• Local defense attorney indicted for trying to cover up fatal overdose


    A local defense attorney is accused of trying to cover up a fatal overdose. 

    Kevin Abramovitz is used to being in front of a judge here at the Allegheny County Courthouse, but now he’s the suspect in a bizarre case involving a friend who overdosed on heroin and died. 

    According to the unsealed grand jury indictment obtained by Channel 11, a friend was staying at an apartment owned by Abramovitz when he overdosed on heroin in June.


    A witness told investigators Abramovitz and his girlfriend Danielle Smith tried CPR and used Narcan in attempts to revive the victim, but nothing worked.

    The complaint reads:

    “(The witness) asked Smith and Abramovitz to call 911. Smith and Abramovitz refused and told (the witness) that they did not want police to come to the apartment because 'they would get in trouble.' At this point the victim was unconscious for about 30 minutes."

    The victim’s body was eventually found on Anette Way in Squirrel Hill.

    Investigators received two 911 calls for the overdose on Anette Way.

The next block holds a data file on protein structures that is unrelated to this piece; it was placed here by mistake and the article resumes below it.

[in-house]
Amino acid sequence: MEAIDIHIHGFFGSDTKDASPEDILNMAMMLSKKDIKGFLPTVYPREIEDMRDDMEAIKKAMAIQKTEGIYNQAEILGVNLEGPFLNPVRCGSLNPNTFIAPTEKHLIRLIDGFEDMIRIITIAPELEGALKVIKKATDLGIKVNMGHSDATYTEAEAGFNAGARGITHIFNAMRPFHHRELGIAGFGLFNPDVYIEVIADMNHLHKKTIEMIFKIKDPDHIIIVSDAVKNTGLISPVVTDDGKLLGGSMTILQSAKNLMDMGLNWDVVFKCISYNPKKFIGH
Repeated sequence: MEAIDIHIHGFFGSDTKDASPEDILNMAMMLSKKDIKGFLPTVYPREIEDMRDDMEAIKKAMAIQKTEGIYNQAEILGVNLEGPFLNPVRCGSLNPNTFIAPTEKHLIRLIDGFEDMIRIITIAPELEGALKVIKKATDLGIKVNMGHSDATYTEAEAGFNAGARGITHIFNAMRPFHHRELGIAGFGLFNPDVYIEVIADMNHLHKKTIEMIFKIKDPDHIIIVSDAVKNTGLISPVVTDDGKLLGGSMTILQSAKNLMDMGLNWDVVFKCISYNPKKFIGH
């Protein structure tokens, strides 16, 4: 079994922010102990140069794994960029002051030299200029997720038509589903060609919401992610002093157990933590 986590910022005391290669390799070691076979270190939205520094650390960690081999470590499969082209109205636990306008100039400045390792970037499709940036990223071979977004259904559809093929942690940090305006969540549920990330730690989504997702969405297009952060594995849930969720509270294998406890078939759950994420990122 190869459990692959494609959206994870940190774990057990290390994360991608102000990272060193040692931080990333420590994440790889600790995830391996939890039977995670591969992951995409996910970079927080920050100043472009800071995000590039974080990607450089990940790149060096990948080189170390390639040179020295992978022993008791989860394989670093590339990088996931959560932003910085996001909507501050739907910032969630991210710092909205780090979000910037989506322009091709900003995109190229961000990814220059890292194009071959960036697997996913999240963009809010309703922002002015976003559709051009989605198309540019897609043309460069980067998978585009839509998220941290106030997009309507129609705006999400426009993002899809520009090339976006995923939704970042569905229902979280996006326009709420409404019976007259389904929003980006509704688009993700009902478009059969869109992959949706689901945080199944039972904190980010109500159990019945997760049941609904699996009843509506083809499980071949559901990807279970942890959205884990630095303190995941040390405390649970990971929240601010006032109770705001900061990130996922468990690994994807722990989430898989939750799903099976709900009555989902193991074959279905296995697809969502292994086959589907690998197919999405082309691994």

When they arrived, they found a body wrapped in a purple comforter near some garages. There were suspicious because the location is impossible to see from the intersection with Fair Oak Street, a much busier spot.


    The complaint says Abramovitz and Smith also threatened to “put a bullet in the head” of one of the witnesses because they knew too much.

    We went to Abramovitz’s Squirrel Hill home this afternoon to get his side of the story, but no one answered.

    Abramovitz and Smith are facing several charges for intimidating a witness, conspiracy and drugs.

    “It’s all, at this juncture, hearsay evidence. It will be very interesting to see when he has his day in court,” said defense attorney Phil DiLucente. 

    Despite the charges, Abramovitz is still able to practice law.

    The Allegheny County Bar Association said a law license can only be suspended or revoked if an attorney is convicted of a crime and that decision is ultimately in the hands of the Pennylvania Supreme Court.



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